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, 162 (2), 108-16

Environmental Factors Affecting Indole Production in Escherichia Coli

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Environmental Factors Affecting Indole Production in Escherichia Coli

Thi Hiep Han et al. Res Microbiol.

Abstract

A variety of both Gram-positive and Gram-negative bacteria produce large quantities of indole as an intercellular signal in microbial communities. Biosynthesis of indole is well-studied, and while carbon sources and amino acids are important environmental cues for indole production in Escherichia coli, other environmental factors affecting indole production for this strain are less clear. This study demonstrates that the environmental cue pH is an important factor for indole production that further controls biofilm formation of E. coli. Moreover, E. coli produced a higher level of extracellular indole in the presence of the antibiotics ampicillin and kanamycin, and the increased indole enhanced cell survival during antibiotic stress. Additionally, we found here that temperature is another important factor for indole production; E. coli produces and accumulates a large amount of indole at 50 °C, even at low cell densities. Overall, our results suggest that indole is a stable biological compound, and E. coli may utilize indole to protect itself against other microorganisms.

Figures

Fig. 1
Fig. 1
Effect of pH on extracellular indole production (A) and biofilm formation after 24 h (B) in E. coli in LB medium. pH (5, 6, 7, 8, and 9) was adjusted with 37% HCl and 5 N NaOH and cells were cultured at 30°C and 37°C. Extracellular indole was measured at a cell turbidity (optical density at 600 nm) of 1.5. The pH at the cell turbidity of 1.5 was almost same as the initial pH. Total biofilm (OD540) was normalized by cell growth (OD620) for each condition. Each data point was averaged from at least two independent cultures and one standard deviation is shown.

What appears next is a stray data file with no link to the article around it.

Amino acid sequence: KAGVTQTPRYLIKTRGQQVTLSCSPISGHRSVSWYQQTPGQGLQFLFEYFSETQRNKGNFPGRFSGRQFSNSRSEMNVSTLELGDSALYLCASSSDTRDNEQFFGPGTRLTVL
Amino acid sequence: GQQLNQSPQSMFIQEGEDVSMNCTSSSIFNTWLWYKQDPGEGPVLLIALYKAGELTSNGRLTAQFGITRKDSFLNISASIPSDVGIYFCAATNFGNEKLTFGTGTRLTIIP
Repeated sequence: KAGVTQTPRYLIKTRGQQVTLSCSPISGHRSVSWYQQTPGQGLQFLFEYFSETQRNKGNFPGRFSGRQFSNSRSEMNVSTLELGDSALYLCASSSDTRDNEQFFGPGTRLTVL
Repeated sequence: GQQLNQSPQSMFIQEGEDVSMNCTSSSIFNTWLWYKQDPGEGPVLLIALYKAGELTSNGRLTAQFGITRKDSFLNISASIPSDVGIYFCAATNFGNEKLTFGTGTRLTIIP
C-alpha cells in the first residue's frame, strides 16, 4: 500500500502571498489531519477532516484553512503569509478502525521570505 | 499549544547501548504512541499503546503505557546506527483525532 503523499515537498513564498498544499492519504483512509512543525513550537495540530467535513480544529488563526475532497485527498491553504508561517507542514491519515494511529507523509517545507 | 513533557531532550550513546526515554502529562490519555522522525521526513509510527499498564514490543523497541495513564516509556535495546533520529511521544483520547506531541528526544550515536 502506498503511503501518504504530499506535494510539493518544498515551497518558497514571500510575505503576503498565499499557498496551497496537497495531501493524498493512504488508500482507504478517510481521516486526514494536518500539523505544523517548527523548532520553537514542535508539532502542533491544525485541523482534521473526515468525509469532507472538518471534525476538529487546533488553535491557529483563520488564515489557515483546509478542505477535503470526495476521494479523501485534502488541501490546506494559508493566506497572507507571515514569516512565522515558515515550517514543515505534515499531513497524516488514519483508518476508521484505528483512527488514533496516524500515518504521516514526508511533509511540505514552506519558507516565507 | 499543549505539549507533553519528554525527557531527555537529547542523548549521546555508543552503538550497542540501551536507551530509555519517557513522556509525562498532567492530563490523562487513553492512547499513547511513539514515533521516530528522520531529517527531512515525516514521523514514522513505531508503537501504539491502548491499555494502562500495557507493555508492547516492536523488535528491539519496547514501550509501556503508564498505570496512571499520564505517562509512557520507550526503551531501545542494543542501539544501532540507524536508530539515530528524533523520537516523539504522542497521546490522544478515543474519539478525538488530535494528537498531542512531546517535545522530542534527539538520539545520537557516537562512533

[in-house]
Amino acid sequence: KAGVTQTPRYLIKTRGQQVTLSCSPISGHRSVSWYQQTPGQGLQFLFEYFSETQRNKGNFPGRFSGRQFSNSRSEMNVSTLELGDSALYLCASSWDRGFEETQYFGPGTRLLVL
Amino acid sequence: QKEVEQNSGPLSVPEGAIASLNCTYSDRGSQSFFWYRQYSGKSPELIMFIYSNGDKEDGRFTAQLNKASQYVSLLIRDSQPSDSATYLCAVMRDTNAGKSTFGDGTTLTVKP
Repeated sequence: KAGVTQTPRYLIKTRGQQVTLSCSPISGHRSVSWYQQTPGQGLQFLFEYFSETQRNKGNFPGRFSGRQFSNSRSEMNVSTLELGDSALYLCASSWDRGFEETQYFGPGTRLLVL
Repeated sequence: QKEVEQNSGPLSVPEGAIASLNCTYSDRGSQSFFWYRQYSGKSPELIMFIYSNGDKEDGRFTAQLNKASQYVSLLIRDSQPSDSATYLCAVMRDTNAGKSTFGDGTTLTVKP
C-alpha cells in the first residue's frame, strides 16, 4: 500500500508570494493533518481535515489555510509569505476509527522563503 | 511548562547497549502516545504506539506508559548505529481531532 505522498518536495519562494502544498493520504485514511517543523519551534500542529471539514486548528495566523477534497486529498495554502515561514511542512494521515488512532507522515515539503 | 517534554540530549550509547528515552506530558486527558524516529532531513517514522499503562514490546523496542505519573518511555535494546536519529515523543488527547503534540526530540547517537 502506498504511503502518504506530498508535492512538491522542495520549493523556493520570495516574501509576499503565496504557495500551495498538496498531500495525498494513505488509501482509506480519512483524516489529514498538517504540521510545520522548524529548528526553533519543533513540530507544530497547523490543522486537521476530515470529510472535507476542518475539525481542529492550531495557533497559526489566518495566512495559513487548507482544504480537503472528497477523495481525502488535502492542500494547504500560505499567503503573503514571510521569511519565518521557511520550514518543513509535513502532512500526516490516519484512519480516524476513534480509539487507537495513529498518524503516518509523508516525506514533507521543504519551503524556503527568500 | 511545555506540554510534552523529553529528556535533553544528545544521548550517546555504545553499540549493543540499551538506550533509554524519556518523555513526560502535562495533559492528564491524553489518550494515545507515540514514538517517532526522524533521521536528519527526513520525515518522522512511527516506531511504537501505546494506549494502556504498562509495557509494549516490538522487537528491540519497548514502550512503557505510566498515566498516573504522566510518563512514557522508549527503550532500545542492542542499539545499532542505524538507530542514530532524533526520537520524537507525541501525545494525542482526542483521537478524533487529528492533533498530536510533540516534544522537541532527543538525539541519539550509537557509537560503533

Fig. 2
Fig. 2
Effect of antibiotics on extracellular indole production/cell growth in E. coli. Sub-inhibitory concentrations of ampicillin (2 μg/mL) and kanamycin (2 μg/mL) were added at the beginning of culturing in LB medium at 37°C. Each data point was averaged from at least four independent cultures and one standard deviation is shown.
Fig. 3
Fig. 3
Effect of indole on cell growth in the presence of ampicillin. Sub-inhibitory concentration of ampicillin (2 μg/mL) was added at the beginning of culturing E. coli K-12 BW25113 and E. coli K-12 BW25113 ΔtnaA (indole deficient mutant (Lee et al., 2008)) in LB medium at 37°C. Exogenous indole (1 mM) was added to test the effect of indole. Each data point was averaged from four independent cultures and one standard deviation is shown.
Fig. 4
Fig. 4
Effect of indole and ampicillin on cell morphology of E. coli. For SEM analysis, cells were grown in LB medium in the absence of exogenous indole (A), with 1 mM indole (B), with 2 μg/mL ampicillin (C), or with 2 μg/mL ampicillin and 1 mM indole (D). Cells were cultured in LB medium at 37°C for 6.5 h and were directly fixed by adding glutaraldehyde and formaldehyde and filtered with 0.45 μm Nylon filter.
Fig. 5
Fig. 5
Effect of temperature on extracellular indole production/cell growth in E. coli. Cells were cultured in LB medium at 25°C, 37°C, and 50°C. Each data point was averaged from at least four independent cultures and one standard deviation is shown.

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